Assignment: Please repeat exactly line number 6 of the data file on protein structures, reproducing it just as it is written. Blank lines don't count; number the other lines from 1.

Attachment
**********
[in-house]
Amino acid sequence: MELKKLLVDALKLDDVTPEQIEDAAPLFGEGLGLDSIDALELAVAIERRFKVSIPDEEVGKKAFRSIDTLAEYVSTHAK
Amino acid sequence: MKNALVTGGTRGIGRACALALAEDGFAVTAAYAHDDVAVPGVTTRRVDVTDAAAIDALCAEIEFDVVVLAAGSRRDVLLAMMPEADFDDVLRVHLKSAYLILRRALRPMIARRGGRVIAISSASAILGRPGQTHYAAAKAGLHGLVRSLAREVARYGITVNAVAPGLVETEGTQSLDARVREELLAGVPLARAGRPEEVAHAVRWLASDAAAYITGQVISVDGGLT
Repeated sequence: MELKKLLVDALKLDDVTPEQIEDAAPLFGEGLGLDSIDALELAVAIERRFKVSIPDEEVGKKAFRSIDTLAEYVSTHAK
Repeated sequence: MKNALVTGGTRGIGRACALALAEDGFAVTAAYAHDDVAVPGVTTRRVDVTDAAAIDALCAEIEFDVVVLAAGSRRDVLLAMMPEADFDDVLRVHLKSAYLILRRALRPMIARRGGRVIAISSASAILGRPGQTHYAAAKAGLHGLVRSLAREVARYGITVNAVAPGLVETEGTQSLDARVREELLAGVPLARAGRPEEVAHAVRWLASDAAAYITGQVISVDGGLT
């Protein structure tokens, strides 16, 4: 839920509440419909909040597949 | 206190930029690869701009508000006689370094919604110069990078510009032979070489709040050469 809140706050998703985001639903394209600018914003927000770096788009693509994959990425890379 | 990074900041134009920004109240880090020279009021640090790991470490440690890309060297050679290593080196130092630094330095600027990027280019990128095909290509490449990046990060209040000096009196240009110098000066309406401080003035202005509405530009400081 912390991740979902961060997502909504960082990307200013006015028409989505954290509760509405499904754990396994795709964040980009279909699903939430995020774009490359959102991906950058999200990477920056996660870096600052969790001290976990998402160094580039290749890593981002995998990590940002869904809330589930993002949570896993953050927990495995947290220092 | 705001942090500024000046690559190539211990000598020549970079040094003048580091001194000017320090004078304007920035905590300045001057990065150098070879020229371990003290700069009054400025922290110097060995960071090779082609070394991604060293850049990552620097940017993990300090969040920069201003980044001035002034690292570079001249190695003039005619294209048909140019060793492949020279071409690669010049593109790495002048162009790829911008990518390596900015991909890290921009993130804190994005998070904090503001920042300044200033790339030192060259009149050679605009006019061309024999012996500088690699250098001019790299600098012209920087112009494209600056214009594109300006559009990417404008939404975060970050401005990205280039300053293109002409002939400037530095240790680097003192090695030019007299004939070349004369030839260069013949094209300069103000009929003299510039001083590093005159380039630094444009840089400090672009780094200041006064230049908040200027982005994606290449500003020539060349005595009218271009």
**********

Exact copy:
């Protein structure tokens, strides 16, 4: 839920509440419909909040597949 | 206190930029690869701009508000006689370094919604110069990078510009032979070489709040050469 809140706050998703985001639903394209600018914003927000770096788009693509994959990425890379 | 990074900041134009920004109240880090020279009021640090790991470490440690890309060297050679290593080196130092630094330095600027990027280019990128095909290509490449990046990060209040000096009196240009110098000066309406401080003035202005509405530009400081 912390991740979902961060997502909504960082990307200013006015028409989505954290509760509405499904754990396994795709964040980009279909699903939430995020774009490359959102991906950058999200990477920056996660870096600052969790001290976990998402160094580039290749890593981002995998990590940002869904809330589930993002949570896993953050927990495995947290220092 | 705001942090500024000046690559190539211990000598020549970079040094003048580091001194000017320090004078304007920035905590300045001057990065150098070879020229371990003290700069009054400025922290110097060995960071090779082609070394991604060293850049990552620097940017993990300090969040920069201003980044001035002034690292570079001249190695003039005619294209048909140019060793492949020279071409690669010049593109790495002048162009790829911008990518390596900015991909890290921009993130804190994005998070904090503001920042300044200033790339030192060259009149050679605009006019061309024999012996500088690699250098001019790299600098012209920087112009494209600056214009594109300006559009990417404008939404975060970050401005990205280039300053293109002409002939400037530095240790680097003192090695030019007299004939070349004369030839260069013949094209300069103000009929003299510039001083590093005159380039630094444009840089400090672009780094200041006064230049908040200027982005994606290449500003020539060349005595009218271009």